This was published under the 2010 to 2015 Conservative and Liberal Democrat coalition government
The report ‘International Dimensions of Climate Change’ shows that the UK will be vulnerable to adverse impacts from climate change abroad.
More attention needs to be given to how climate change effects in other countries may have domestic impacts here.
The report has identified a wide range of risks to the UK from climate change impacts in other parts of the world, which may have implications for:
Foreign policy and security
International instability could increase as a consequence of climate change, either directly through extreme weather events and water system stresses, or indirectly as social and political systems in vulnerable parts of the world come under increasing strain. Also, the UK has a moral, political and legal obligation to support certain regions that are particularly at risk from the effects of climate change, such as small island states which include many of the UK overseas territories.
Resources and infrastructure
Climate change could affect the overseas resources and infrastructure on which the UK depends. The impacts could arise from global temperature change, water stresses, sea level rise and extreme weather events. A wide range of potential threats are identified including disruption to essential infrastructure serving global markets and energy supplies, as well as the potential impact of extreme weather events on communications networks and data centres.
Financial sector and business
The report argues that the financial sector and business more generally may fail to properly evaluate and take into account changes in the balance of risks associated with climate change overseas. UK firms managed worldwide assets of £1.2 trillion in 2008, and the failure to accurately assess their level of exposure to climate change effects may result in these assets being insufficiently insured or protected. The UK’s financial exposure to overseas climate change impacts may increase if international business and financial policy frameworks do not appropriately account for climate change, and institutions are exposed to additional risks and uncertainties as a result.
Other UK areas that could be affected from climate change impacts abroad include: health and the UK’s role on the global stage.
The report demonstrates how the UK is closely interconnected with the global economy, and has an important role in addressing risks internationally. It points to opportunities in business, finance and global leadership, for example:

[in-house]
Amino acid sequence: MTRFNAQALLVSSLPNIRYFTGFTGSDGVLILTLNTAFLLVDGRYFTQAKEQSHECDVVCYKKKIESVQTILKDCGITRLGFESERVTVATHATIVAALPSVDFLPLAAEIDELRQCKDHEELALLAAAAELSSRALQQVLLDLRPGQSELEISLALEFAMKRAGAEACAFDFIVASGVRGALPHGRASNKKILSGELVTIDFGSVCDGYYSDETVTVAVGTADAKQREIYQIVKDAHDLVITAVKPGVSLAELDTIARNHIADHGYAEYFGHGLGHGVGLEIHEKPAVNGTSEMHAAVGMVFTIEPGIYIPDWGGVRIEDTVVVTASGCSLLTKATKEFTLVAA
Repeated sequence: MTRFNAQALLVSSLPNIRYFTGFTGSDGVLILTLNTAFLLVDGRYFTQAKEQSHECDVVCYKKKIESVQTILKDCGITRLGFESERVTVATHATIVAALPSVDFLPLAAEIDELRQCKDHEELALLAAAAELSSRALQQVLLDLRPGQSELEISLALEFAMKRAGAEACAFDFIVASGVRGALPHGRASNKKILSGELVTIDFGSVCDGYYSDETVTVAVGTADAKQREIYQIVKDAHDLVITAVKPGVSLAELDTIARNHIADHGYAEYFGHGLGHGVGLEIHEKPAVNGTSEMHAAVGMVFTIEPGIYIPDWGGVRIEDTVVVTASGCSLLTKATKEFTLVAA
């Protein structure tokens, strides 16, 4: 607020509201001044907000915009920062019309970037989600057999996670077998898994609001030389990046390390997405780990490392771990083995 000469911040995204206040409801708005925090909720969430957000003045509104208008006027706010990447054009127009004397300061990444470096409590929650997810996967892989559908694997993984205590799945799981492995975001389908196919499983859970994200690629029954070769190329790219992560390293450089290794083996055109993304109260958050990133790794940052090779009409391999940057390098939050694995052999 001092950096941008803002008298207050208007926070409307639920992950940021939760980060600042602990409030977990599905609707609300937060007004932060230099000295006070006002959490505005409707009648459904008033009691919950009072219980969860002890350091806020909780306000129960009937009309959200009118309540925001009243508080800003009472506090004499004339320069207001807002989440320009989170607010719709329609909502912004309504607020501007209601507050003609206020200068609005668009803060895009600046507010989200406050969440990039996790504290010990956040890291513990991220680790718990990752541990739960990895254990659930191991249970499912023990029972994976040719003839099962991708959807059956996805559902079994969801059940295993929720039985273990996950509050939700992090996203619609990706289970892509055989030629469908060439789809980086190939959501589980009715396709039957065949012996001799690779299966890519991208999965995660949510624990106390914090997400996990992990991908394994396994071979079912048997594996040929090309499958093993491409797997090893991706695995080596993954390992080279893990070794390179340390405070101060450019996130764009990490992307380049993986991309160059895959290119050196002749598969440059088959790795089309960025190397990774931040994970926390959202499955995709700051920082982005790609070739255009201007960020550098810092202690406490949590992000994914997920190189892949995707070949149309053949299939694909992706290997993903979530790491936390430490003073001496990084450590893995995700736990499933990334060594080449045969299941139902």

Business and financial opportunities for key sectors of the UK economy, either where there are recognised strengths in engineering, in insurance and in climate forecasting or where new opportunities are generated because of the need to reduce emissions or adapt to climate change. They include a wide range of green technologies, particularly in the energy sector, such as carbon capture and storage, and new forms of financing for the green economy. The global environmental and low-carbon market was estimated to be £3.2 trillion in 2008 to 2009 with a predicted 4% growth rate to 2013 to 2014, with the UK forecast to achieve up to 3.9% growth in these areas by 2016.
Professor Sir John Beddington, Government Chief Scientific Adviser and the project’s director said:
Our world is getting warmer, and the UK’s extensive international economic, political and cultural ties mean that the UK is at increasing risk from impacts of climate change overseas. The UK must not respond by becoming insular but instead broaden its international reach to tackle climate change. This report is designed to help government consider how these impacts will be felt here in the UK so we can better prepare and adapt for the future.
Environment Secretary Caroline Spelman, said:
As John Beddington’s report recognises, the effects of climate change extend beyond environmental concerns into geo-political considerations.
For the international community to deal with these challenges we must adapt together to ensure sustainable economic growth, maintain global stability, and support developing nations and countries particularly vulnerable to the effects of climate change.
This shorter type of Foresight project examined how climate change impacts in other parts of the world could affect the UK. It has identified a broad range of risks to the UK from international climate change, in the areas of:
- global governance
- foreign policy and national security
- financial services
- physical resources and commodities
- overseas infrastructure
- health and behaviour
The project’s evidence base will inform the UK’s first ‘Climate Change Risk Assessment’ (as required by law through the 2008 Climate Change Act) to ensure that the government’s policy on adaptation to climate change takes appropriate account of international impacts. The assessment will be published in January 2012.
The project is co-sponsored by Defra and DECC, and FCO, who will use the report to inform their wider international agenda on climate change.
Notes to editors
- Download the full report from the Foresight website.
- Foresight is in the Government Office for Science (GO-Science). GO-Science supports the Government Chief Scientific Adviser in ensuring that the government has access to, and uses, the best science and engineering advice. It is located within the Department for Business, Innovation and Skills.
- The UK government’s Foresight programme helps government think systematically about the future. Foresight uses the latest scientific and other evidence to provide advice for policymakers in addressing future challenges.
- Further details about the project can be found on the Foresight website.
- For more information, or to request an interview please contact firstname.lastname@example.org or ring 020 7215 6577.